The general secretary of the PCS's decision to use union funds to back anti-austerity candidates has been four years in the making.
"It is not something that has been done lightly or on the spur of the moment," Mark Serwotka explains.
"Under the last Labour government, there was a feeling in the union that [the party] wasn't really operating in a way that was acceptable to us as public sector workers.
"It led us to the conclusion that there must be times when it would help us get our message across to give people a fairly radical alternative at the ballot box."
As a result, the PCS announced at the weekend that its members voted four-to-one in favour of using its political cash-pot to field candidates that offer a "radical" and "anti-austerity" message.
The union insists it is not the launch of a political party, although they may challenge Labour candidates that do not share their vision.
It will enter this new political dimension cautiously.
"It's fair to say that when we started, we probably had the idea that we would see widespread electoral challenges," explains Serwotka.
"How it has been refined is that it's more about strategic and exceptional circumstances, in certain constituencies, dependent on factors on the ground."
This will probably mean supporting candidates at by-elections to begin with.
"In the short term, we're fairly clear that this is the exception," says the union boss. "If it was the right by-election, and the right candidate, we would put a lot of resources into it."
But the PCS is developing "an all-the-year-round presence in constituencies".
"It will allow us to make informed judgements when the time comes – and obviously that is not now," says the general secretary.
Some questioned why the union did not simply seek Labour Party affiliation – and wield influence in the same way as Unite or the GMB.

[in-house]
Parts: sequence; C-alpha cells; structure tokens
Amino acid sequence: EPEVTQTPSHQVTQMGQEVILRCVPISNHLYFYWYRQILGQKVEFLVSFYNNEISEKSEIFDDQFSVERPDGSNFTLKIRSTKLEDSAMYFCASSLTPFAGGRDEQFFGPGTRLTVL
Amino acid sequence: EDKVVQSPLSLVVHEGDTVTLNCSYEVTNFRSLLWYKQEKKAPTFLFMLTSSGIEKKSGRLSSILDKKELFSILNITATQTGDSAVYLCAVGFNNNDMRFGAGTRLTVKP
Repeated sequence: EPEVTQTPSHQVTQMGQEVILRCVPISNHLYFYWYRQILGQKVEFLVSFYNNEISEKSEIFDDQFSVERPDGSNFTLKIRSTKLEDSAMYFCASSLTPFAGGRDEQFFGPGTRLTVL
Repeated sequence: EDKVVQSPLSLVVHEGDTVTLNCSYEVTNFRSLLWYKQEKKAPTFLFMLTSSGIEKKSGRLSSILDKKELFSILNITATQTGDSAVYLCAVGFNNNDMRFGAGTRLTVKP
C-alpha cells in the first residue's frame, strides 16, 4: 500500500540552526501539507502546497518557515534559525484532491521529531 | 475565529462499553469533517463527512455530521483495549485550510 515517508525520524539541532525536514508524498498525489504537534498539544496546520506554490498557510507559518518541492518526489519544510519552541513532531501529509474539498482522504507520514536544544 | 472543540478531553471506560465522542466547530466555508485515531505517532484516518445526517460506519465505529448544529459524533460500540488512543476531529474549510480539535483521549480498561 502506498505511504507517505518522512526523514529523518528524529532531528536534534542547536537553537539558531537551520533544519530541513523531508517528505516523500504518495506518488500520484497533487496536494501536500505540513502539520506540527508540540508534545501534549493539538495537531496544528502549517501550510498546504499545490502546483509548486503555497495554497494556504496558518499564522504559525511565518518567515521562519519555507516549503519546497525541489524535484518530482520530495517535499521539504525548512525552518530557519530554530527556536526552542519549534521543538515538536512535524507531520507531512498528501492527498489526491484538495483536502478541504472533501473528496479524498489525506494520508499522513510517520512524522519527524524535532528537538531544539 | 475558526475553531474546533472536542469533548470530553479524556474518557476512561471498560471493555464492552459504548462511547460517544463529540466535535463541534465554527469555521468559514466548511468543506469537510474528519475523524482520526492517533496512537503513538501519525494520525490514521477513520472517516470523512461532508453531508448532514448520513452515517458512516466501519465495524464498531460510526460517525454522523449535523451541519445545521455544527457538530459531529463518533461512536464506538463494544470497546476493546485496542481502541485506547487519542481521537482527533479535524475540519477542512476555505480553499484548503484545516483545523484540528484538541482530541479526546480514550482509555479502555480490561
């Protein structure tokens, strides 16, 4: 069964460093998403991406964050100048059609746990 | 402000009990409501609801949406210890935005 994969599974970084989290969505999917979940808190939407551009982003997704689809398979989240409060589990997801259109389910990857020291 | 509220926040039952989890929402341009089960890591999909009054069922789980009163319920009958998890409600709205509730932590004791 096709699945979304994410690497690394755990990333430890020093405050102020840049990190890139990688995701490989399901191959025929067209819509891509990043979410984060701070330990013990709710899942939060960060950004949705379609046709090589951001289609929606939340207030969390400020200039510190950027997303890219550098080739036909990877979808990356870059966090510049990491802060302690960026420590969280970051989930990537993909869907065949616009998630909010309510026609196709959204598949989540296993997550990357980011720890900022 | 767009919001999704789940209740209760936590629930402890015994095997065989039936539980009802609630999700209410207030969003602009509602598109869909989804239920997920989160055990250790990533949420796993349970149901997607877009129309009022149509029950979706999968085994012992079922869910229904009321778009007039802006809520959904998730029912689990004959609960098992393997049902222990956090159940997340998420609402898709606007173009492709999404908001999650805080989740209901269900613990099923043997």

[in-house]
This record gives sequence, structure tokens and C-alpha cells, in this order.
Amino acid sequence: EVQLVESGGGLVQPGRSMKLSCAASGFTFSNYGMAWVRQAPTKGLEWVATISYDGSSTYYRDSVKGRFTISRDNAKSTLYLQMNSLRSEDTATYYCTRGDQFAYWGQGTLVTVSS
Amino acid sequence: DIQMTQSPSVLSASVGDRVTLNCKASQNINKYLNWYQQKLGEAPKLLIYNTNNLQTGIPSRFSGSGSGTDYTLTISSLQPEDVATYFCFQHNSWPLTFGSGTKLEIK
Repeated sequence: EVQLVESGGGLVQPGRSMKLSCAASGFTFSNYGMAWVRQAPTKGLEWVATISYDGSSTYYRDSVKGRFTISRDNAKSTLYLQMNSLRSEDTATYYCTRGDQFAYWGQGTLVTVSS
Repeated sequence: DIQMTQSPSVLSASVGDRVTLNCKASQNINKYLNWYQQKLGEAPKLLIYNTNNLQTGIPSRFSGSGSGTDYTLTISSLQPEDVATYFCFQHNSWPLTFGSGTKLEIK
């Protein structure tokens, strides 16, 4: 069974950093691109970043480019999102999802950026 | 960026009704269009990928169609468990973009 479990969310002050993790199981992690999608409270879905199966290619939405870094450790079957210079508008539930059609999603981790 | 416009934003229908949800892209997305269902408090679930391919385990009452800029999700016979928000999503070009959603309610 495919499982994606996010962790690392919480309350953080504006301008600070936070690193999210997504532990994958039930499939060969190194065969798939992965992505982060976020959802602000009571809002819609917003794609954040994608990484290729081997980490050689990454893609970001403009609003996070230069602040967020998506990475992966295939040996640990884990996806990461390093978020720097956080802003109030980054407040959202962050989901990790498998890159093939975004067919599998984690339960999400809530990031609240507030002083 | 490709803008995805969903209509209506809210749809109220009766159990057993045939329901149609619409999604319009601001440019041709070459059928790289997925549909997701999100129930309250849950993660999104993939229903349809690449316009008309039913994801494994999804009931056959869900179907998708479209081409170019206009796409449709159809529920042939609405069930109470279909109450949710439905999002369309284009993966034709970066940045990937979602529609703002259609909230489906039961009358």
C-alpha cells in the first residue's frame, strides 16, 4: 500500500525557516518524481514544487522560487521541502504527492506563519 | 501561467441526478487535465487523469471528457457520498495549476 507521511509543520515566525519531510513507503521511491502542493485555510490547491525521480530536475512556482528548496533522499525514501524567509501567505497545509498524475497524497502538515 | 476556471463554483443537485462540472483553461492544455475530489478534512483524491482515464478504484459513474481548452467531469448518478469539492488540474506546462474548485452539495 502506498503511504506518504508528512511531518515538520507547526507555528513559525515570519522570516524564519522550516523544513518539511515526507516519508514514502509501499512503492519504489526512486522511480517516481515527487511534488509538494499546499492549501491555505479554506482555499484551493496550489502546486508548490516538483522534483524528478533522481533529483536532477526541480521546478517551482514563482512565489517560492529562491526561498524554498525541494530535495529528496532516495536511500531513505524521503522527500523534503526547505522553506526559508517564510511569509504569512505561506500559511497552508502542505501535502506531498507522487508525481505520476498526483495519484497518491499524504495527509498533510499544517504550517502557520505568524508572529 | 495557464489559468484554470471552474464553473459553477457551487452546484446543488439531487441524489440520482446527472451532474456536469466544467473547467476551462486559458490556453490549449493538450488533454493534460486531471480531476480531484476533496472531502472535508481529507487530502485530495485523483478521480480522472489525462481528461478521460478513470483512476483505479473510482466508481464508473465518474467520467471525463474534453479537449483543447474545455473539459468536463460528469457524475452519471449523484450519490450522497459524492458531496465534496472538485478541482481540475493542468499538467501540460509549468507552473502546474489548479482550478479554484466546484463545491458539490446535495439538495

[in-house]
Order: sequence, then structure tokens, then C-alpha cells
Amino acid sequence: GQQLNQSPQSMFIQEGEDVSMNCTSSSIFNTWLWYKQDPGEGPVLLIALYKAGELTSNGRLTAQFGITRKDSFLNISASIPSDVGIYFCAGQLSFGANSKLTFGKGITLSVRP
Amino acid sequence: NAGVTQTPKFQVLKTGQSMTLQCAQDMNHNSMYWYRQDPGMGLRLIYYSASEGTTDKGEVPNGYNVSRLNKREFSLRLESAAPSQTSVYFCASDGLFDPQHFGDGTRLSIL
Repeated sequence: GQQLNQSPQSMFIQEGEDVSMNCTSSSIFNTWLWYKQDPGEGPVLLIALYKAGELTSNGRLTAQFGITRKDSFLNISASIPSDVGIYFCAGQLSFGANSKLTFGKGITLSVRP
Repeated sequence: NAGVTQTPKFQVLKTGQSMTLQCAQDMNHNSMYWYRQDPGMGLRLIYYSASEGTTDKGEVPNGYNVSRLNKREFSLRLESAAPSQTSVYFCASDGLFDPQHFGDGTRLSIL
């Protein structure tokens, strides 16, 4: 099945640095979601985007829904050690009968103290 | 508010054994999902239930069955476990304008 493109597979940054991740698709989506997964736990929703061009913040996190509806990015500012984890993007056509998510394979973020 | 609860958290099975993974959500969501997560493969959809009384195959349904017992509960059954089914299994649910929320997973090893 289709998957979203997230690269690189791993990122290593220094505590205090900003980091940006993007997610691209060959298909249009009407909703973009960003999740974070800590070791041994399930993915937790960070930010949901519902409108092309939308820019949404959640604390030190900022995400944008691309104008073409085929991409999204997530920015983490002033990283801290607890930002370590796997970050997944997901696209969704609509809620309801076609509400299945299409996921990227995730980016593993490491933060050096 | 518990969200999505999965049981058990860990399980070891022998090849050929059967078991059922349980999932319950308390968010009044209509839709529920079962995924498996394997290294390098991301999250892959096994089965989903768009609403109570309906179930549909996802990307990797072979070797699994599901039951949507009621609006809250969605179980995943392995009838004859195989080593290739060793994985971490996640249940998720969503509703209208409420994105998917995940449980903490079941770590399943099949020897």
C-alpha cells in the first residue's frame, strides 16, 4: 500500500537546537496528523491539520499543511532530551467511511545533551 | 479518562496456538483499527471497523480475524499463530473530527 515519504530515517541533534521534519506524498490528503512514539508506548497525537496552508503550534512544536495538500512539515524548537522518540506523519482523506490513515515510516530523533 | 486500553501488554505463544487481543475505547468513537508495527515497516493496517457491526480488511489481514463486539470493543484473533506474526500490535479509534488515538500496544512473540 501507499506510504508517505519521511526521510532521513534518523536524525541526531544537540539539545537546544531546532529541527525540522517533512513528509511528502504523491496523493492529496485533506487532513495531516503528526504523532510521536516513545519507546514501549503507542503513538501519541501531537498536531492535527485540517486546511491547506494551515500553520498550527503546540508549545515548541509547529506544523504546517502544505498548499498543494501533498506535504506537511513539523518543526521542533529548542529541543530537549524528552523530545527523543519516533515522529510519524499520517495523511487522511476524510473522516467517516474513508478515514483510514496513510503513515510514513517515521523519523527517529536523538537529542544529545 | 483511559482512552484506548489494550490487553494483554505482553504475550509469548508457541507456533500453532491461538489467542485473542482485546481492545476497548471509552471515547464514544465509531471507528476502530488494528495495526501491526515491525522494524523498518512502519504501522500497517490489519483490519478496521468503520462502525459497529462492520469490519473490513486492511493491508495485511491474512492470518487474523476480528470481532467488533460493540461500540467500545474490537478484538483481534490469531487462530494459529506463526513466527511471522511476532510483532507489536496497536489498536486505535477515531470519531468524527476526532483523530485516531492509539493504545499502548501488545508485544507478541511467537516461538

Serwotka insists the sixth-largest trade union will not be wed to one party.
"We think we are at the cutting edge of arguing for political trade unionism. But we don't think political trade unionism has to be party political," he says.
"We do not accept that the Labour Party, given its record over the last 20 years, is the vehicle… the best way to argue for better politics."
He admits that he has not spoken to Ed Miliband or any senior Labour politicians about the move.
The union, however, did speak to lefty Labour MP John McDonnell, who chairs the PCS parliamentary group. "We’ve certainly talked to him about the direction we are going," Serwotka says.
"I imagine that John McDonnell will be one of the first that we will consider supporting because he stands with us on every key question."
A union spokesman said the union would pile on pressure to elect only "genuine Labour candidates". But how do you decide if a candidate is "genuine Labour"?
Serwotka pauses. "That quote was carefully constructed so that it said 'Labour', not 'Labour Party'. The political position in Britain has moved dramatically to the right over the last few decades. And in that sense, it must follow that the Labour Party, as the party of government and opposition, has moved to the right as well."